Sen. Maria Cantwell says funding cuts proposed in the latest Republican bill to repeal Obamacare would be devastating to the hundreds of thousands of children in Washington who are covered by Medicaid.
The billions of dollars in cuts to Medicaid proposed in Senate Republicans’ latest and perhaps final attempt to repeal the Affordable Care Act would be devastating to children across Washington, U.S. Sen. Maria Cantwell said Friday.
Named after its lead sponsors, Republican Sens. Lindsey Graham of South Carolina and Bill Cassidy of Louisiana, the repeal bill would end the ACA’s Medicaid expansion, which has provided insurance to about 600,000 people in Washington. It would also end the federal subsidies that help people buy private insurance.
The bill would instead take that money and distribute it to states via block grants to set up their own health-care systems with few requirements for how to do so.
The bill’s chances of passage took a serious blow Friday when Sen. John McCain, R-Ariz., announced his opposition.
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The nonpartisan Congressional Budget Office has not had enough time to issue a full review of the legislation, but other analyses are all but unanimous that it would result in major cuts, both in funding and in health coverage.
Those cuts would be most severe in states like Washington that expanded Medicaid and have been successful in getting people to sign up for insurance.
If Graham-Cassidy passes and becomes law, Washington would lose $10 billion in federal funding for health care — mostly for Medicaid — between 2020 and 2026, according to a study by Avalere, a health-care consulting firm. Washington would lose an additional $7 billion in 2027, when the block grants to states would disappear if not reauthorized by Congress, according to the study.
“Medicaid literally is a lifeline and saves lives,” Cantwell, a Democrat, said Friday at International Community Health Services’ Holly Park Clinic, a low-income clinic in south Seattle where 60 percent of patients get care through Medicaid. “We need a robust Medicaid program that is not capped, that is not block-granted, that its money is not used for other things by states.”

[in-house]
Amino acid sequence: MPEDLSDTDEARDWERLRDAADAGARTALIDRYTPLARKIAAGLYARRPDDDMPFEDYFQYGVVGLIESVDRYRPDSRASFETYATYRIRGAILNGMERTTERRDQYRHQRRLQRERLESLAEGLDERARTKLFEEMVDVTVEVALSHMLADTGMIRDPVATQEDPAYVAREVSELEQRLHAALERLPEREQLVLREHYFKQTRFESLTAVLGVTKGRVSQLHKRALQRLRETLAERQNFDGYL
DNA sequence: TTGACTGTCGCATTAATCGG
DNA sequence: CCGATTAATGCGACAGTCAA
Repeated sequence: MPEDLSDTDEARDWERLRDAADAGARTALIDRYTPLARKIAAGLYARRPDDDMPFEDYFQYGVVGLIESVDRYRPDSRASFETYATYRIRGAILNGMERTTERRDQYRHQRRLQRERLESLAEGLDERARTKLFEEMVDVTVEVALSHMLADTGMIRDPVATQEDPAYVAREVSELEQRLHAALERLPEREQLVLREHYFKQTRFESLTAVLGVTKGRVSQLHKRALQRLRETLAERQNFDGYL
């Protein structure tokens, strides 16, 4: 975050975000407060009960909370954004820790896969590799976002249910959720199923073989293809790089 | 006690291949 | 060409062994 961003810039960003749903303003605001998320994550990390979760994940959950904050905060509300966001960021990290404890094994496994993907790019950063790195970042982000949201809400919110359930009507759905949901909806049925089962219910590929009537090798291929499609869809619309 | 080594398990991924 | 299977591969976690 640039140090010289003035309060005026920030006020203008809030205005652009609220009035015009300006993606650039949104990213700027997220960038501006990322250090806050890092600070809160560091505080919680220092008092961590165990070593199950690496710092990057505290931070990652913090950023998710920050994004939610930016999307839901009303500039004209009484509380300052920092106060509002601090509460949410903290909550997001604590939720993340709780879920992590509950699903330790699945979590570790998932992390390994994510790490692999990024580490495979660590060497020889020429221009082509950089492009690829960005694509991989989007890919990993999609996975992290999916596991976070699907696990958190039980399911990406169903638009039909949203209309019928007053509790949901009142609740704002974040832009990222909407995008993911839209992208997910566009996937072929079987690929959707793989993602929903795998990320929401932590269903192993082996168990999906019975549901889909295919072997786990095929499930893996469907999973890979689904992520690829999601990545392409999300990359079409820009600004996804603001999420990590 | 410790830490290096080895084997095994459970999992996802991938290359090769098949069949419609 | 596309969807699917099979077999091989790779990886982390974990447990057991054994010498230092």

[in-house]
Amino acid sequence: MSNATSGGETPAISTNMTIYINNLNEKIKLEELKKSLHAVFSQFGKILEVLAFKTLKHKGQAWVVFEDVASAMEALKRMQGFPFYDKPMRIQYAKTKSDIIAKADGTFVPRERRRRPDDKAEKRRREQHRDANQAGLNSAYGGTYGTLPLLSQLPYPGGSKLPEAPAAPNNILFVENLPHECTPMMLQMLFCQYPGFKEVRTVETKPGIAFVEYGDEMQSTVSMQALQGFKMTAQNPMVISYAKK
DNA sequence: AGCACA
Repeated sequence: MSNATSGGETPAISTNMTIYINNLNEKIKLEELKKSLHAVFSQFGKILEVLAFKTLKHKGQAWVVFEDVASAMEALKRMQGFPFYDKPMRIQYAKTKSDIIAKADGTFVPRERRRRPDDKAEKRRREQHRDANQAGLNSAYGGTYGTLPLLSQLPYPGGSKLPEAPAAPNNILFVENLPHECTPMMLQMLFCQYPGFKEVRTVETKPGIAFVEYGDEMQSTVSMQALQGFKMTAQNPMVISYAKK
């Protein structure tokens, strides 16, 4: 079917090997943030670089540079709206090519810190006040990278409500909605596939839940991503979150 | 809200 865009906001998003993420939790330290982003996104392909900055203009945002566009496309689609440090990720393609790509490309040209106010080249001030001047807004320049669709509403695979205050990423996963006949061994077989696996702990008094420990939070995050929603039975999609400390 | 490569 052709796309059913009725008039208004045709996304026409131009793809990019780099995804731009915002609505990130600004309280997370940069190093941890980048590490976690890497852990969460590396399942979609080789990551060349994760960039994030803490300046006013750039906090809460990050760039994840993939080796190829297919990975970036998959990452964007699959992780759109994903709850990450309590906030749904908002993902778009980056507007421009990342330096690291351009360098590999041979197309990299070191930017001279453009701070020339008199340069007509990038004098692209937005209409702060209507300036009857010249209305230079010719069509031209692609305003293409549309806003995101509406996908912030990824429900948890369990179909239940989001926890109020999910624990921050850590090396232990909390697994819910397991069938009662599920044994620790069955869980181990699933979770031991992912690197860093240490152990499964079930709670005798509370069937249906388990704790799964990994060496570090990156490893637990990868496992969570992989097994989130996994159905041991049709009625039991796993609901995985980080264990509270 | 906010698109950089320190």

Cantwell was joined by Jazmin Williams, 31, of Seattle, whose 7-year-old daughter, Kyra, was diagnosed last spring with a brain condition caused by abnormal blood vessel growth. The condition causes strokelike seizures, speech loss and motion loss in the right side of her body, Williams said.
Apple Health, as Medicaid is called in Washington, has paid for her care, including a neurosurgeon at Seattle Children’s hospital and a radiologist at Harborview, Williams said.
Without Apple Health, a procedure Kyra had over the summer would have cost twice what Williams makes a year working in patient services at Seattle Reproductive Medicine, she said.
“This little girl is who that repeal is going to affect,” Williams said, holding a picture of Kyra and fighting back tears. “Taking it away, I’m not going to have the money to take her to the hospital, I’m not going to have the money to pay for her procedures.”
With Democrats voting in lockstep against pushes to repeal the law known as Obamacare, Republicans can afford to lose only two senators if the bill is to pass. Sen. Rand Paul, R-Ky., had earlier announced his opposition, while Sens. Susan Collins, R-Maine, and Lisa Murkowski, R-Alaska, have voted against other repeal efforts.
Republican supporters have argued that block-granting money to states would give them the flexibility to come up with their own plans not dictated by officials in Washington, D.C.
On Friday the Community Health Network of Washington and the Washington Association of Community and Migrant Health Centers, which represent more than 250 clinics in Washington, denounced the Graham-Cassidy bill as “an attack on the low-income patients they serve.”
On Wednesday, Gov. Jay Inslee and state Insurance Commissioner Mike Kreidler wrote a letter to Washington’s congressional delegation urging them to reject the bill. They cited a study by the Center for American Progress, a liberal think tank, estimating that the bill would result in 32 million fewer Americans having health insurance in 2027, including more than 650,000 who would lose coverage in Washington.
“In many ways, this effort is more damaging than earlier proposals,” Inslee and Kreidler wrote. “It decimates Medicaid, seriously diminishes coverage and exposes people with pre-existing conditions to huge premium increases.”
A study by the University of Southern California and the Brookings Institution, released Friday, estimated that 15 million people would lose coverage by 2019 if the bill passes, and 32 million would lose coverage in 2027.
Sen. Patty Murray was leading bipartisan talks aimed at improving Obamacare, but those were scuttled this week as Republicans made their latest effort at repeal.
“I’m still at the table ready to keep working,” Murray, D-Wash., said after McCain announced his opposition to Graham-Cassidy. “I remain confident that we can reach a bipartisan agreement as soon as this latest partisan approach by Republican leaders is finally set aside.”